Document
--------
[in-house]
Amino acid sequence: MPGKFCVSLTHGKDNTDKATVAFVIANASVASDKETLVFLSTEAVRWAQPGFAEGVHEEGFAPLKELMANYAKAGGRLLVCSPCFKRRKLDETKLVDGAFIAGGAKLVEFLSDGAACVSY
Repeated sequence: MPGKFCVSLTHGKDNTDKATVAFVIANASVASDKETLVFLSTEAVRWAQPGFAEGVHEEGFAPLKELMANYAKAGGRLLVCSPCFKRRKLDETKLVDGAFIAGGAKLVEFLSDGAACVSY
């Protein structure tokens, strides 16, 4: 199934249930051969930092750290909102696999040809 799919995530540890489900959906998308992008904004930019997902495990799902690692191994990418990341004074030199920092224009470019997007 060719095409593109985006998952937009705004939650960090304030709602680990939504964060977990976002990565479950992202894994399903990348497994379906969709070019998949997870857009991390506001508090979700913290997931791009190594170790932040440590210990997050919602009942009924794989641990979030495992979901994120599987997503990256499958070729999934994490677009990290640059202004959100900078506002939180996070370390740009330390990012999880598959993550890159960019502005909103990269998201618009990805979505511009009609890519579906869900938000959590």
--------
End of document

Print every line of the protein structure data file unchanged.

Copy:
[in-house]
Amino acid sequence: MPGKFCVSLTHGKDNTDKATVAFVIANASVASDKETLVFLSTEAVRWAQPGFAEGVHEEGFAPLKELMANYAKAGGRLLVCSPCFKRRKLDETKLVDGAFIAGGAKLVEFLSDGAACVSY
Repeated sequence: MPGKFCVSLTHGKDNTDKATVAFVIANASVASDKETLVFLSTEAVRWAQPGFAEGVHEEGFAPLKELMANYAKAGGRLLVCSPCFKRRKLDETKLVDGAFIAGGAKLVEFLSDGAACVSY
């Protein structure tokens, strides 16, 4: 199934249930051969930092750290909102696999040809 799919995530540890489900959906998308992008904004930019997902495990799902690692191994990418990341004074030199920092224009470019997007 060719095409593109985006998952937009705004939650960090304030709602680990939504964060977990976002990565479950992202894994399903990348497994379906969709070019998949997870857009991390506001508090979700913290997931791009190594170790932040440590210990997050919602009942009924794989641990979030495992979901994120599987997503990256499958070729999934994490677009990290640059202004959100900078506002939180996070370390740009330390990012999880598959993550890159960019502005909103990269998201618009990805979505511009009609890519579906869900938000959590």